For years we’ve been told that eating fat makes us fat, and products on the shelves yell ‘low-fat’ in order to attract attention. If the low-fat way of eating worked, people now would be leaner than ever but in fact, we are now fatter then ever, despite the belief enmeshed in our society that eating fat will make us fat.. so more and more people are now realising that maybe we’ve identified the wrong cause of obesity and that eating fat, can in fact help use to lose weight.
So what are the good fats and what should be avoiding? (thanks to www.wellnessmama.com)
Long thought to be the baddie, but really, natural saturated fats – avocado, butter/diary, coconut oil and fat from meat – are necessary to absorb fat-soluble vitamins (Vit A, D, E, and K) and calcium (that’s right, you can’t absorb the calcium from your low-fat milk, you need the fat for calcium uptake), optimum immune function and cell repair.
Along with a low grain diet, fat will help you to lose weight, increase tolerance to the sun (tan better), clear up skin issues like acne or eczema, increase energy, reduce food cravings, and encourage peaceful sleep.
Monounsaturated fats are found in oils like olive, sunflower, sesame, flax, peanut, safflower, etc. These oils are not entirely made of monounsaturated fats but also have some levels of saturated and polyunsaturated fats. Monounsaturated fats are great, but only if you don’t heat them to high temperatures as this can cause breakdown and free radicals (the stuff that accelerates aging and cell damage/disorders.)
Polyunsaturated Fatty Acids
These are found in grains, soybeans, corn, peanuts etc (usually labeled corn, cottonseed, canola, vegetable, soybean, peanut etc). They are liquid at cold temperatures, go rancid easily and break down into free radicals when heated. These are also the oils usually used heated to high temperatures to fry things like potatoes and grains and used in processed ‘foods’ like margarine and store bought cakes, biscuits, packaged snacks and takeaway foods etc.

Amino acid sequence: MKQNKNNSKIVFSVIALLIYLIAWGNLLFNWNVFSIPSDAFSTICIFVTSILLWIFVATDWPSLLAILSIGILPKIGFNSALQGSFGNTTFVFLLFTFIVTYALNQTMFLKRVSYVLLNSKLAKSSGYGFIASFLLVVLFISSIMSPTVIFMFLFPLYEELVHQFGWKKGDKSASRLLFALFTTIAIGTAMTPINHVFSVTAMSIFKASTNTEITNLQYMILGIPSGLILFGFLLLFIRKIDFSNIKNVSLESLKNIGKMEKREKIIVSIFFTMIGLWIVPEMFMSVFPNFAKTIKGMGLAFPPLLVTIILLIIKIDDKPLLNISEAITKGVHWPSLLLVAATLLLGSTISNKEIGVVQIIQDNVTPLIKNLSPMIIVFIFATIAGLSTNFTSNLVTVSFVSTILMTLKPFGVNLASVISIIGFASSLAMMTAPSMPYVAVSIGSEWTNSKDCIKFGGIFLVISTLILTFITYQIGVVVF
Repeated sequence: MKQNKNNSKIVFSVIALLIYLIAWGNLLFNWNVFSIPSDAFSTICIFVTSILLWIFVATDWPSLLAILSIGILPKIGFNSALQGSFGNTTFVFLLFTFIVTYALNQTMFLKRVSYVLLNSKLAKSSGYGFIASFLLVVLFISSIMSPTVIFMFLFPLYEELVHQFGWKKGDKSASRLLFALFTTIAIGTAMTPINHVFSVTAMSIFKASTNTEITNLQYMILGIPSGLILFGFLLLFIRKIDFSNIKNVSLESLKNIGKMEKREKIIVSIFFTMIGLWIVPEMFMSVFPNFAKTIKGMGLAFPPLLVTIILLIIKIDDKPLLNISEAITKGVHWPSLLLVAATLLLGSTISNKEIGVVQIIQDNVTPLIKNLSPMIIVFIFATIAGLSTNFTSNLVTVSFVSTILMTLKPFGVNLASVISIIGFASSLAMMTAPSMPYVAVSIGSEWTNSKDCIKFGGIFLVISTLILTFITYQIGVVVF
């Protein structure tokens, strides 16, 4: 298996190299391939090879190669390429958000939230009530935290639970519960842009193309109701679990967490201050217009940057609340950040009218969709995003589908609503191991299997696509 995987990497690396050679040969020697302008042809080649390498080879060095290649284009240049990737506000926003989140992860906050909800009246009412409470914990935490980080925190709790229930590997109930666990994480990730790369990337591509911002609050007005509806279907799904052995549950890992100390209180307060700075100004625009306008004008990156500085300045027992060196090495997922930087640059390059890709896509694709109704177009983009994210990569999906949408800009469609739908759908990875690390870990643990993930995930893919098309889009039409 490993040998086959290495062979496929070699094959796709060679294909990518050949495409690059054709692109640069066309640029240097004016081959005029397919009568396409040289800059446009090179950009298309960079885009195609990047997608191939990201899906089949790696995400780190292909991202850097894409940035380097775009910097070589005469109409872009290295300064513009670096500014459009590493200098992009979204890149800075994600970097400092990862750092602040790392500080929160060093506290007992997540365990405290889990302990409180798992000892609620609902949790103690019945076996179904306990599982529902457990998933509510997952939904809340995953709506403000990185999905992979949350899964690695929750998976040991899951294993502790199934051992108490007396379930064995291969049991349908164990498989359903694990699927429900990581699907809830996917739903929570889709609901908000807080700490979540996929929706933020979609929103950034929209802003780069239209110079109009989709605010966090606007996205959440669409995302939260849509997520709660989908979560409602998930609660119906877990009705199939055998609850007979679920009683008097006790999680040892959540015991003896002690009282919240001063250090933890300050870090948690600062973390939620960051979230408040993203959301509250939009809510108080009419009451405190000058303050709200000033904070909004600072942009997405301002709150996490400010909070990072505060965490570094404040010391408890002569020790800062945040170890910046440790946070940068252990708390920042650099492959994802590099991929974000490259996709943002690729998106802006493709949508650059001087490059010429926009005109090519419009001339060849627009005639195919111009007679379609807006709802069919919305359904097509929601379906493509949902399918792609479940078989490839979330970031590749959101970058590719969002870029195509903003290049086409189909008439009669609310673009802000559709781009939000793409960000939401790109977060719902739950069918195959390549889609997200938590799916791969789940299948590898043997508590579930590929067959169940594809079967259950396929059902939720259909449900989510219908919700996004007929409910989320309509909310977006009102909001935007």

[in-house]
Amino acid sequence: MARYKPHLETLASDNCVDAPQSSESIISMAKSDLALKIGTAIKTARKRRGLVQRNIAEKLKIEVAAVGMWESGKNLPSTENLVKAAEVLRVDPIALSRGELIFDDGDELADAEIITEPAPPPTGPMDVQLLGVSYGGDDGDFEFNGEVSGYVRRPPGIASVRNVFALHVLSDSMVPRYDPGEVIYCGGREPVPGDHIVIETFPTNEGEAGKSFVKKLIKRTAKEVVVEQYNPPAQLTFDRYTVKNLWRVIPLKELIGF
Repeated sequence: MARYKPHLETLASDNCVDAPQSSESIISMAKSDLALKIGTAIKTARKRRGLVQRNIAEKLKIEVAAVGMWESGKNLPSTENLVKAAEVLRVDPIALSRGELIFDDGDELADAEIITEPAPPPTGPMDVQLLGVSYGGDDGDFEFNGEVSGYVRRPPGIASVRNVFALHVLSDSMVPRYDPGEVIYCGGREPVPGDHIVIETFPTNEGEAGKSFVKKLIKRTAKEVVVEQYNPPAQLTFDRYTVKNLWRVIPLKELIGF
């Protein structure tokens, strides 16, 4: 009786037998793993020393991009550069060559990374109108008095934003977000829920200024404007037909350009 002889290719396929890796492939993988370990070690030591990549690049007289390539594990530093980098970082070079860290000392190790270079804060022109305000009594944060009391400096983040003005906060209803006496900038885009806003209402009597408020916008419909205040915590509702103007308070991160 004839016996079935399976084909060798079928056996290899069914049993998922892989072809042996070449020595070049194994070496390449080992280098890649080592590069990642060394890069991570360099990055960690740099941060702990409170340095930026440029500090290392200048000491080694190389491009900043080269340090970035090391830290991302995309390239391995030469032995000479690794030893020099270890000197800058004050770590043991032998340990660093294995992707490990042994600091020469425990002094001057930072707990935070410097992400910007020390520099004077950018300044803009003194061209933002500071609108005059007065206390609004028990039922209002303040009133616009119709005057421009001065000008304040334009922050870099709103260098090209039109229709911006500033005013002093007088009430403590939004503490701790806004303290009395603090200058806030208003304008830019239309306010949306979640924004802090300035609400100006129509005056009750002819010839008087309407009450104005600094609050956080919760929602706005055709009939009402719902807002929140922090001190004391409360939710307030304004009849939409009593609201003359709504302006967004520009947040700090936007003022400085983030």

Most of these oils are also hydrogenated to increase shelf life but makes them basically unusable to the body since we can’t metabolize them. These oils not only create free-radical damage, they also do not provide any relevant nutrition and can’t be processed by the body.
Best to avoid these fats.
Omega3s and Omega6s
Omega-3s are found in things like fish, nuts and types of algae. Omega-6s are found in grains, corn, and animals fed grains and corn. Omegas must come from diet – our bodies can’t make them.
Both are necessary to our bodies, but most people get them in a balance that is very unhealthy. Ideally, a ratio of 1:1 of omega-6s and omega-3s is great but if you can get a 3:1 ratio that would be good. If kept within this balance, both are healthy and necessary for optimal body function. The average American diet provides a ratio of up to 35:1 (omega-6 to omega-3).
Supplementing with Omega-3s helps balance the body’s need for both in a 1:1 ratio which you might not be getting in your normal diet. This can help with brain function, inflammation, chemical balance in the brain, and energy levels.
The hydrogenation process turns unsaturated fats into trans fats by changing the chemical make up of the fat. These fats can be absorbed by individual cells and changes cell function. Studies connect trans fats to heart disease, obesity, abdominal fat, diabetes, and certain types of cancer. Trans fats are not safe in any amount.
As Trans Fats have also recently been changed by replacing part of the fat molecule with stearic acid. These “interesterified fats” allow snack makers to place a “no-trans fat” label on their packaging. Interesterified fats are just as dangerous, if not more so.
Saturated fats from healthy meats, coconut, avocado and nuts are good. Monounsaturated fats are good as long as they are not heated. Omega-3s are vital to our body, especially because we eat them in improper ratios. Polyunsaturated fats, hydrogenated fats, trans fats and interesterified fats are actually dangerous and should be avoided.